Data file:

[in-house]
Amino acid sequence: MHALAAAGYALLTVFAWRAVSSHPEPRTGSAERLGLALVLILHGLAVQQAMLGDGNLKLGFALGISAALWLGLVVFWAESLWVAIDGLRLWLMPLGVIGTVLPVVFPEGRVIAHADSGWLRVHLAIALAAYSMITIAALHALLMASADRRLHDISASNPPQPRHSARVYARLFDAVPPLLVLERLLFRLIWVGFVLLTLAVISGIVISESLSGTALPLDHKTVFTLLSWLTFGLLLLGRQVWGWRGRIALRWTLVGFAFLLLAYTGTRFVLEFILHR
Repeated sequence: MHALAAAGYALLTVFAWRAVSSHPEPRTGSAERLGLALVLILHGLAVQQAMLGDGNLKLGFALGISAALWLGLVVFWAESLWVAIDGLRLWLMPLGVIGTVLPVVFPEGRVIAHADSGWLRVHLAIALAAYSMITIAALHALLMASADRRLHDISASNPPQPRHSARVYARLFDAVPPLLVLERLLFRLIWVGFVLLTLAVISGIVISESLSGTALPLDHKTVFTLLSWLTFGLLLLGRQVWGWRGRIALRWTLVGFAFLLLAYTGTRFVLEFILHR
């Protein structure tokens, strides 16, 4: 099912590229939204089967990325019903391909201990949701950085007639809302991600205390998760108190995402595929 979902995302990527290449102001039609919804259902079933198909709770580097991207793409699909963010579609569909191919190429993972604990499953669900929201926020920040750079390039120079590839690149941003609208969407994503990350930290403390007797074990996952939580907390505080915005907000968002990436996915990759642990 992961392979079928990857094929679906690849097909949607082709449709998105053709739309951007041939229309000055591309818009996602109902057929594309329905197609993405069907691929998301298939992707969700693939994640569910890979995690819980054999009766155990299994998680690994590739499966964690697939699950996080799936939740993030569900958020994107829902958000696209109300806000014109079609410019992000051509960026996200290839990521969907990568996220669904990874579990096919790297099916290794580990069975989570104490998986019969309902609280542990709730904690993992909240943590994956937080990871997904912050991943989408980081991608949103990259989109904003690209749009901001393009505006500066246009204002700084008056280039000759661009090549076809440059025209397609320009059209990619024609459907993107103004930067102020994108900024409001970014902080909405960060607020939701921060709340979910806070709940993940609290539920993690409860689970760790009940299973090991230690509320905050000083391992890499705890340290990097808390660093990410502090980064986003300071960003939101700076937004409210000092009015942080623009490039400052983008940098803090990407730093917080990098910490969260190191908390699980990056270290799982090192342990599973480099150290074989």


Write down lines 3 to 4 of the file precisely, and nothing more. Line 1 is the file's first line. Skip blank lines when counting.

Repeated sequence: MHALAAAGYALLTVFAWRAVSSHPEPRTGSAERLGLALVLILHGLAVQQAMLGDGNLKLGFALGISAALWLGLVVFWAESLWVAIDGLRLWLMPLGVIGTVLPVVFPEGRVIAHADSGWLRVHLAIALAAYSMITIAALHALLMASADRRLHDISASNPPQPRHSARVYARLFDAVPPLLVLERLLFRLIWVGFVLLTLAVISGIVISESLSGTALPLDHKTVFTLLSWLTFGLLLLGRQVWGWRGRIALRWTLVGFAFLLLAYTGTRFVLEFILHR
């Protein structure tokens, strides 16, 4: 099912590229939204089967990325019903391909201990949701950085007639809302991600205390998760108190995402595929 979902995302990527290449102001039609919804259902079933198909709770580097991207793409699909963010579609569909191919190429993972604990499953669900929201926020920040750079390039120079590839690149941003609208969407994503990350930290403390007797074990996952939580907390505080915005907000968002990436996915990759642990 992961392979079928990857094929679906690849097909949607082709449709998105053709739309951007041939229309000055591309818009996602109902057929594309329905197609993405069907691929998301298939992707969700693939994640569910890979995690819980054999009766155990299994998680690994590739499966964690697939699950996080799936939740993030569900958020994107829902958000696209109300806000014109079609410019992000051509960026996200290839990521969907990568996220669904990874579990096919790297099916290794580990069975989570104490998986019969309902609280542990709730904690993992909240943590994956937080990871997904912050991943989408980081991608949103990259989109904003690209749009901001393009505006500066246009204002700084008056280039000759661009090549076809440059025209397609320009059209990619024609459907993107103004930067102020994108900024409001970014902080909405960060607020939701921060709340979910806070709940993940609290539920993690409860689970760790009940299973090991230690509320905050000083391992890499705890340290990097808390660093990410502090980064986003300071960003939101700076937004409210000092009015942080623009490039400052983008940098803090990407730093917080990098910490969260190191908390699980990056270290799982090192342990599973480099150290074989």